Per DC Code §22–2701.01(3), prostitution in DC is defined as a sexual act or sexual contact with another person in return for giving or receiving anything of value. The act of prostitution is illegal in the District of Columbia.
Under the above definition of prostitution, both the person performing the sexual services—the “prostitute”—and the person receiving the sexual services—the “john”—could be charged with the crime of prostitution. Most people think only the person offering the sexual services can be charged with prostitution, while the person receiving the services would be charged with solicitation (of prostitution). This is not true.
What is “solicitation,” then? Why is a separate charge needed when the offense of prostitution apparently covers all sides involved in the act?
Under DC Code §22–2701.01(7), soliciting prostitution is defined as inviting, enticing, offering, persuading, or agreeing to engage in prostitution, or addressing someone with the intent to do so. Whether the actual sexual act happened is irrelevant.
In essence, prostitution is the illegal act, while solicitation is an attempt to commit that illegal act. Both are generally treated as misdemeanor offenses in DC unless you are a multi-repeat offender.
The penalties for prostitution and solicitation of prostitution in DC are as follows:
- First-time offense: Up to 90 days in jail and/or up to $500 in fines.
- Second-time offense: Up to 180 days in jail and/or up to $1,000 in fines.
- Third or subsequent offense: Up to 2 years in prison and/or up to $12,500 in fines. This makes it a felony-level crime.
Note that convictions for prostitution or solicitation in other jurisdictions count toward the number of offenses when it comes to deciding the level of punishment in DC. DC also counts conduct that would be considered prostitution or solicitation if they were committed in DC.
Safe Harbors: Exemption of Minors from Prostitution Charges
Washington, DC has a safe harbor statute that protects minors—those under the age of 18—from being charged with prostitution. This is to protect sexually exploited minors from being criminally penalized for situations over which they had little to no control.
“Pandering” is the legal term for what is colloquially known as “pimping”—in other words, inducing or compelling another person to engage in prostitution. As pandering can involve a wide-spread organization of people, both enforcers, and victims, and exploits persons in vulnerable positions that may include minors, it is considered a felony offense in the District of Columbia. Harsh penalties are applied to anyone convicted of the offense.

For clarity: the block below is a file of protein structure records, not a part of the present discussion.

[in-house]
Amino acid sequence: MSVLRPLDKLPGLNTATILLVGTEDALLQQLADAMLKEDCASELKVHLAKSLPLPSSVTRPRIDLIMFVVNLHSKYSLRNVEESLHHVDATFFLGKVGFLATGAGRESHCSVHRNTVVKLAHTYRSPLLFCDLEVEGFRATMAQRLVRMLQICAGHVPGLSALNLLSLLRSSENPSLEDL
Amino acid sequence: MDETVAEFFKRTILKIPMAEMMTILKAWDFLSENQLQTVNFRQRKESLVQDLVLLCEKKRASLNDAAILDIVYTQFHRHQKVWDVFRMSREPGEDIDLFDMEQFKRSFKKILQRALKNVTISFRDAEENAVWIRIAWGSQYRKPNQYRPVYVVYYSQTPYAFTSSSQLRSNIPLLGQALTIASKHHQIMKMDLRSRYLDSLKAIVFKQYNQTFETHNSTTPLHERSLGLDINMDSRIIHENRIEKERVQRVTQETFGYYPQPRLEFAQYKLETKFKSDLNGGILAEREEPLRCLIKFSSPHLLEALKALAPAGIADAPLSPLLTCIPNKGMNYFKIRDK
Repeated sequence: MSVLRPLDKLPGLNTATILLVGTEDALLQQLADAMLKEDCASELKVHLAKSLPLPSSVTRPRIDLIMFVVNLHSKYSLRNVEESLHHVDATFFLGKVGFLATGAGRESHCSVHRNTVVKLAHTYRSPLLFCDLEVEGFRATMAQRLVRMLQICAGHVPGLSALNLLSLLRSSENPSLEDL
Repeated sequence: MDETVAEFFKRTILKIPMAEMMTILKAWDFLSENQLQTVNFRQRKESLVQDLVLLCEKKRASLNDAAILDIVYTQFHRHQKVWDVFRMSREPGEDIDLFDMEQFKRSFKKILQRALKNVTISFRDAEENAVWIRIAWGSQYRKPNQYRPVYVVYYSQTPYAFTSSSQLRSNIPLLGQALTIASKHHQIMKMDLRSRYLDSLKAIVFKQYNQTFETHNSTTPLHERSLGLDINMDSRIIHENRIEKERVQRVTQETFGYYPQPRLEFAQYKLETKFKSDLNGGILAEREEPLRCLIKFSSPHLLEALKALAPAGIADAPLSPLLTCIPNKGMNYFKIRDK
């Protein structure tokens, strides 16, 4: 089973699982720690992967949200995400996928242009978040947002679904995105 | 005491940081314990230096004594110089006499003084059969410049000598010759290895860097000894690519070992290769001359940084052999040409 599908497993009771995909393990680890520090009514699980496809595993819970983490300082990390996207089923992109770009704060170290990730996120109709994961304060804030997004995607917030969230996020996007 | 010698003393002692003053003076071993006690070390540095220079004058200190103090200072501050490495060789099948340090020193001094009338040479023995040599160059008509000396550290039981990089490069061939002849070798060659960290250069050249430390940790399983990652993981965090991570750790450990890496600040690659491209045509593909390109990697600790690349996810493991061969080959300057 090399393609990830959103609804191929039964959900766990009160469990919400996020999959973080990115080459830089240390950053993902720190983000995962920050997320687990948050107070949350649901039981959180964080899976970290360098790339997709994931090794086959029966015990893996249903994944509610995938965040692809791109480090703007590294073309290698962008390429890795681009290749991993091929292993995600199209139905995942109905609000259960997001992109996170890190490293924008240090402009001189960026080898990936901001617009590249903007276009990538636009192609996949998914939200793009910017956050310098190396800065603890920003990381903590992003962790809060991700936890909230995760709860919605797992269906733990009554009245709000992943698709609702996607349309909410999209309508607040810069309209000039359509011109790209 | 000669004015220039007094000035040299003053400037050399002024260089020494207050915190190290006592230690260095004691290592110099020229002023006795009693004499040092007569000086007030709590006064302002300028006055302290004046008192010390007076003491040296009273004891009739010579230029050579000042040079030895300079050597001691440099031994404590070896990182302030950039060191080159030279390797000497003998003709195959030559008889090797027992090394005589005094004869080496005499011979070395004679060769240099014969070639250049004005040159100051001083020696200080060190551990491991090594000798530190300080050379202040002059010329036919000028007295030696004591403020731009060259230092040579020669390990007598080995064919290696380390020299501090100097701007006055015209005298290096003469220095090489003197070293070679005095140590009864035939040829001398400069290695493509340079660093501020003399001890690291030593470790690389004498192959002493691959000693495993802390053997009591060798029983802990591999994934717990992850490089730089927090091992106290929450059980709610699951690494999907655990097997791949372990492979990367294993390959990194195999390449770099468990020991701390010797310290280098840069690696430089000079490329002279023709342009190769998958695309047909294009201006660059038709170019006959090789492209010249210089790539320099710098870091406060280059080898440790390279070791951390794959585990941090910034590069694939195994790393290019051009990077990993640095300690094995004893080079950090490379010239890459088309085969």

The penalty for a conviction for pandering is up to 5 years in prison and/or a fine of up to $12,500. The same punishment applies to those who procure items, handle money, or collect debts for the pandering operation—in essence, anyone involved in such an operation will face similar punishment.
The penalty is upgraded to up to 20 years in prison and/or a fine of up to $50,000 if the pandering involved a minor.
Compelling an individual to live a life of prostitution against his or her will, meaning forcing a person to reside with another for the purpose of prostitution, carries penalties of up to 15 years in prison and/or a fine of up to $37,500. Similar to the above, if the offense involved a minor, the penalty is upgraded to 20 years in prison and/or a fine of up to $50,000.
The related offense of forcing a spouse or domestic partner to live a life of prostitution carries a minimum penalty of 1 year in prison and a maximum penalty of 10 years in prison. You may also have to pay a fine of up to $25,000.
Getting a DC Prostitution and Solicitation Lawyer
The offenses of prostitution and solicitation are relatively minor, especially if you are a first-time offender. DC does offer diversion programs which allow the courts to substitute an alternative punishment instead of jail time, such as community service. It is important to contact a lawyer right away if you are facing such charges. An attorney familiar with the area can help you negotiate for diversion programs, reduce your sentence, or even help get the charges dismissed.
If your charges involve the more serious crime of pandering, that only makes the assistance of a professional defense attorney more valuable. An attorney can help you sort out your options, raise proper defenses, and work toward the best outcome possible for your situation.
Do not hesitate to contact the experienced, expert DC prostitution and solicitation of prostitution lawyers at Ervin Kibria Law today for a free consultation.